Colorado universities and colleges could face more cuts if state doesn’t restore funding, leaders say
Gov. Jared Polis and House and Senate leaders have said they value returning the 58% cut that the state inflicted last year to help balance a budget as the pandemic ate into revenues and raised expenses
Schools must still give standardized tests this year, Biden administration says
Colorado lawmakers had already introduced a bill directing the state Department of Education to seek a waiver from the feds to get out of CMAS testing.
As Colorado legislature reconvenes, leaders pledge funds for K-12, higher education
Lawmakers plan to triage pandemic problems and hope to get back on track after a tumultuous 2020. For education, that means replacing money cut to balance the budget last year.
In rural Colorado, one town is looking to its community college to help survive the end of coal
Leaders of Craig see a tight window of opportunity to build a new economic base, provide residents replacement jobs, and ensure the city’s survival.
Colorado needs more skilled workers. But the state provides little help to adults trying to earn a college degree.
A wide swath of Coloradans can’t access well-paying jobs to provide for their families, and employers can’t find workers with the skills needed for specialized jobs.
CU Boulder struggles to enroll low-income students. That has consequences for Coloradans’ social mobility.
University of Colorado Boulder is fifth-lowest among nation’s flagships in enrolling low-income students, thus slowing Colorado’s social mobility.
How Colorado’s special legislative session could help child care providers and remote learners
Lawmakers are expected to provide relief for at least two education topics
Why so many Coloradans leave college financial aid on the table — and how to fix that
The state’s low completion rates of the Free Application for Federal Student Aid among high students places Colorado near the bottom in the nation
Coronavirus creates questions about future of part-time instructors at Colorado’s colleges
As the pandemic forces colleges and universities to slash their budgets, part-time instructors are worried about partly or even entirely losing their teaching hours
As coronavirus cases increase, Denver Public Schools takes second look at its in-person learning plans
Colorado’s largest school district started the school year remotely and began bringing back the youngest elementary students in mid-September
To combat coronavirus, Durango’s Fort Lewis College embraces Navajo principle of kinship
Broadly, in Indigenous cultures, K’é encompasses mutual respect among all living things. It is demonstrated by making decisions to benefit the greater community.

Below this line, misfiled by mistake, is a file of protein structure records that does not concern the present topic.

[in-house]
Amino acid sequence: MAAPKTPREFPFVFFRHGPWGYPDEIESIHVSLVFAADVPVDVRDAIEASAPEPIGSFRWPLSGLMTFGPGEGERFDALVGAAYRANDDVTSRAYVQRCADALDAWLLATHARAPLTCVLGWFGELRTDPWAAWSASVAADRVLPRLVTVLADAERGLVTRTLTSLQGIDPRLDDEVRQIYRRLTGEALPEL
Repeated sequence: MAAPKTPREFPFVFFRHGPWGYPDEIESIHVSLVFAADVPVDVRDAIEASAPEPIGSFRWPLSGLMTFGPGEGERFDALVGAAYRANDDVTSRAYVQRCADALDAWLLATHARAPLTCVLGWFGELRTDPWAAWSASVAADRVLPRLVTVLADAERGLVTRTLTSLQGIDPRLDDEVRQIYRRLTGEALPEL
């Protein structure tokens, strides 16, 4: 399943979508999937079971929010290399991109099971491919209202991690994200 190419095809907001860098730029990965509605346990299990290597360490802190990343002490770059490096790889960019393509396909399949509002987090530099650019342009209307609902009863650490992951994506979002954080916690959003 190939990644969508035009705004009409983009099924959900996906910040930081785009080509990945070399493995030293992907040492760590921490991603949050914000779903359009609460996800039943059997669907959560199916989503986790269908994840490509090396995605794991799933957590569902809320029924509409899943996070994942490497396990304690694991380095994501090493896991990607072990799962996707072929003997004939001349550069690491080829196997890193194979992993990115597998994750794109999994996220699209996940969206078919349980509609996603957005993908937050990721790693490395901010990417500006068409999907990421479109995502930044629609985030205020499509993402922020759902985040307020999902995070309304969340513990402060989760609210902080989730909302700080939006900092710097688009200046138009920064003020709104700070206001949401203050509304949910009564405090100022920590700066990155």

Why Colorado students are still taking the SAT, even though it’s now voluntary
In Colorado, at least for the foreseeable future, the privately administered SAT isn’t going anywhere.
Colorado finally got full-day kindergarten, but parents are wary in the COVID era
Official enrollment numbers have not yet been finalized, but many districts are reporting a decline in kindergarten enrollment believed to be due to the pandemic
What do Jeffco schools use to teach reading? District leaders don’t know, and neither does the public.
District leaders told Chalkbeat that each school has the autonomy to select its own reading curriculum, but officials don’t track what schools have chosen.
Denver enacts stricter rules for universities as coronavirus outbreaks spread at campuses
Denver’s decision comes as outbreaks at the University of Colorado Boulder are threatening in-person learning, and Colorado College has moved mostly remote
Will the University of Colorado’s two-week coronavirus pause be enough to turn the corner?
Some experts say a two-week pause can also lead to longer remote learning and even sending students home.
Gov. Jared Polis launches $32.7 million fund to incubate ideas to improve student learning during coronavirus
Colorado's governor says he wants the state to use the money to address long-standing inequities among student populations
Why thousands of Colorado students disconnected from school despite hotspots and internet deals
Some lawmakers, superintendents, and education advocates are calling for a fundamental shift in the way Colorado thinks about internet access
Colorado hopes a new higher education funding formula will make a difference for students. It may not be easy.
The state’s newest model will provide money to schools based on metrics that include how many students of color it enrolls, and how many are low-income, the first to go to college in their family and are from Colorado